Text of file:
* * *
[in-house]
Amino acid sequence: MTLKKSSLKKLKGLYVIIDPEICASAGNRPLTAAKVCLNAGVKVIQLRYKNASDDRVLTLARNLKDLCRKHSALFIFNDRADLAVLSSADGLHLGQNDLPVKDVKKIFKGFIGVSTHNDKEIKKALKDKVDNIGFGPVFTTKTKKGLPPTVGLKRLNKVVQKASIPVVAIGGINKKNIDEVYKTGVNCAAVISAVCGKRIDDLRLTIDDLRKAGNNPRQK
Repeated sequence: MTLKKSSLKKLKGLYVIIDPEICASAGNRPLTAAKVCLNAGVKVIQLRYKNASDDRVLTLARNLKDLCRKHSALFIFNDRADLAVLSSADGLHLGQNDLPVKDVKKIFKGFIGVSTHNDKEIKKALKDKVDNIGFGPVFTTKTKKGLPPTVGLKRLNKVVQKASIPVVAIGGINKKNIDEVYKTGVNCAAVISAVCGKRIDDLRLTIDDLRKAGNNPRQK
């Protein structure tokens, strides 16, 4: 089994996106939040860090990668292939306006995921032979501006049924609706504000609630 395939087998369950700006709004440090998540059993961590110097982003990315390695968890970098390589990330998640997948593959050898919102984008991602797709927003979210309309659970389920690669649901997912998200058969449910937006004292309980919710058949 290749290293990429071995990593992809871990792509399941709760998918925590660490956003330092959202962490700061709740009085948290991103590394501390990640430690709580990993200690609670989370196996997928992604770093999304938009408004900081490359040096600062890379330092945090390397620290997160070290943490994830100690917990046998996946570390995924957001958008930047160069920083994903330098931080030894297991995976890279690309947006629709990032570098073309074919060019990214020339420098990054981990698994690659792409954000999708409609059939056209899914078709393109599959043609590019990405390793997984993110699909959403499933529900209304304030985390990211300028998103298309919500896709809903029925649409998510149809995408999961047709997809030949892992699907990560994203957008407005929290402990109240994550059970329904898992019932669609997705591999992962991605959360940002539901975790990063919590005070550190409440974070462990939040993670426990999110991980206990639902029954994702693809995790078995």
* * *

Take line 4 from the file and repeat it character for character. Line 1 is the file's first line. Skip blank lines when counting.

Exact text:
């Protein structure tokens, strides 16, 4: 089994996106939040860090990668292939306006995921032979501006049924609706504000609630 395939087998369950700006709004440090998540059993961590110097982003990315390695968890970098390589990330998640997948593959050898919102984008991602797709927003979210309309659970389920690669649901997912998200058969449910937006004292309980919710058949 290749290293990429071995990593992809871990792509399941709760998918925590660490956003330092959202962490700061709740009085948290991103590394501390990640430690709580990993200690609670989370196996997928992604770093999304938009408004900081490359040096600062890379330092945090390397620290997160070290943490994830100690917990046998996946570390995924957001958008930047160069920083994903330098931080030894297991995976890279690309947006629709990032570098073309074919060019990214020339420098990054981990698994690659792409954000999708409609059939056209899914078709393109599959043609590019990405390793997984993110699909959403499933529900209304304030985390990211300028998103298309919500896709809903029925649409998510149809995408999961047709997809030949892992699907990560994203957008407005929290402990109240994550059970329904898992019932669609997705591999992962991605959360940002539901975790990063919590005070550190409440974070462990939040993670426990999110991980206990639902029954994702693809995790078995």